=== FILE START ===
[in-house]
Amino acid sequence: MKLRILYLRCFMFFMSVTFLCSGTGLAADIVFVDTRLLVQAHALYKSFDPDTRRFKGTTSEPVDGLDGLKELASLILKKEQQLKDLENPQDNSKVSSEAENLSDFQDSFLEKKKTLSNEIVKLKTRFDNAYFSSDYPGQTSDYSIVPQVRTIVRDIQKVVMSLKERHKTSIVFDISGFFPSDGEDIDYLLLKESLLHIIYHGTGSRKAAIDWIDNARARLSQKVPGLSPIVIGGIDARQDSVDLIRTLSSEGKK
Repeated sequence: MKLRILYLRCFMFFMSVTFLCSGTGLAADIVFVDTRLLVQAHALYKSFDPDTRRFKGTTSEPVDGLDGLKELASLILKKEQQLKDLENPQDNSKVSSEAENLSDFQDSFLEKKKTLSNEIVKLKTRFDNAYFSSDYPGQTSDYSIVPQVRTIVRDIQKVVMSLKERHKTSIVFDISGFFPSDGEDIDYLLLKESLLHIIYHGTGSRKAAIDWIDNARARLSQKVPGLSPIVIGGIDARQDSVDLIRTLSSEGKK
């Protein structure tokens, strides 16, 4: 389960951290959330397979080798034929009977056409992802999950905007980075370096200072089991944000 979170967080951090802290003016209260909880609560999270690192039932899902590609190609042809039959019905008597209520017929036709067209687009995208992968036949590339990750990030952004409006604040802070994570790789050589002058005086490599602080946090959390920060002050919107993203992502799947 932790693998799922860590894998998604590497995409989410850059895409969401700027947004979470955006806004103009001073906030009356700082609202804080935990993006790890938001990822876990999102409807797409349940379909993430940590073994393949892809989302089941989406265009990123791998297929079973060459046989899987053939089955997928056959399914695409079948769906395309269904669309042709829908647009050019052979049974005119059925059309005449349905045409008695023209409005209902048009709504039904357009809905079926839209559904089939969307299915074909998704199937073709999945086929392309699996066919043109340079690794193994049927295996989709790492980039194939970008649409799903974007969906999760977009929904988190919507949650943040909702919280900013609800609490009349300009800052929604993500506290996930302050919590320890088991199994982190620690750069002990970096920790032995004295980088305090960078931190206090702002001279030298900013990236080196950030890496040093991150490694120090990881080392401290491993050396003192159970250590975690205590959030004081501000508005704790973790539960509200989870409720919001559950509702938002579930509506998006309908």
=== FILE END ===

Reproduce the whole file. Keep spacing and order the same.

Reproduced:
[in-house]
Amino acid sequence: MKLRILYLRCFMFFMSVTFLCSGTGLAADIVFVDTRLLVQAHALYKSFDPDTRRFKGTTSEPVDGLDGLKELASLILKKEQQLKDLENPQDNSKVSSEAENLSDFQDSFLEKKKTLSNEIVKLKTRFDNAYFSSDYPGQTSDYSIVPQVRTIVRDIQKVVMSLKERHKTSIVFDISGFFPSDGEDIDYLLLKESLLHIIYHGTGSRKAAIDWIDNARARLSQKVPGLSPIVIGGIDARQDSVDLIRTLSSEGKK
Repeated sequence: MKLRILYLRCFMFFMSVTFLCSGTGLAADIVFVDTRLLVQAHALYKSFDPDTRRFKGTTSEPVDGLDGLKELASLILKKEQQLKDLENPQDNSKVSSEAENLSDFQDSFLEKKKTLSNEIVKLKTRFDNAYFSSDYPGQTSDYSIVPQVRTIVRDIQKVVMSLKERHKTSIVFDISGFFPSDGEDIDYLLLKESLLHIIYHGTGSRKAAIDWIDNARARLSQKVPGLSPIVIGGIDARQDSVDLIRTLSSEGKK
């Protein structure tokens, strides 16, 4: 389960951290959330397979080798034929009977056409992802999950905007980075370096200072089991944000 979170967080951090802290003016209260909880609560999270690192039932899902590609190609042809039959019905008597209520017929036709067209687009995208992968036949590339990750990030952004409006604040802070994570790789050589002058005086490599602080946090959390920060002050919107993203992502799947 932790693998799922860590894998998604590497995409989410850059895409969401700027947004979470955006806004103009001073906030009356700082609202804080935990993006790890938001990822876990999102409807797409349940379909993430940590073994393949892809989302089941989406265009990123791998297929079973060459046989899987053939089955997928056959399914695409079948769906395309269904669309042709829908647009050019052979049974005119059925059309005449349905045409008695023209409005209902048009709504039904357009809905079926839209559904089939969307299915074909998704199937073709999945086929392309699996066919043109340079690794193994049927295996989709790492980039194939970008649409799903974007969906999760977009929904988190919507949650943040909702919280900013609800609490009349300009800052929604993500506290996930302050919590320890088991199994982190620690750069002990970096920790032995004295980088305090960078931190206090702002001279030298900013990236080196950030890496040093991150490694120090990881080392401290491993050396003192159970250590975690205590959030004081501000508005704790973790539960509200989870409720919001559950509702938002579930509506998006309908």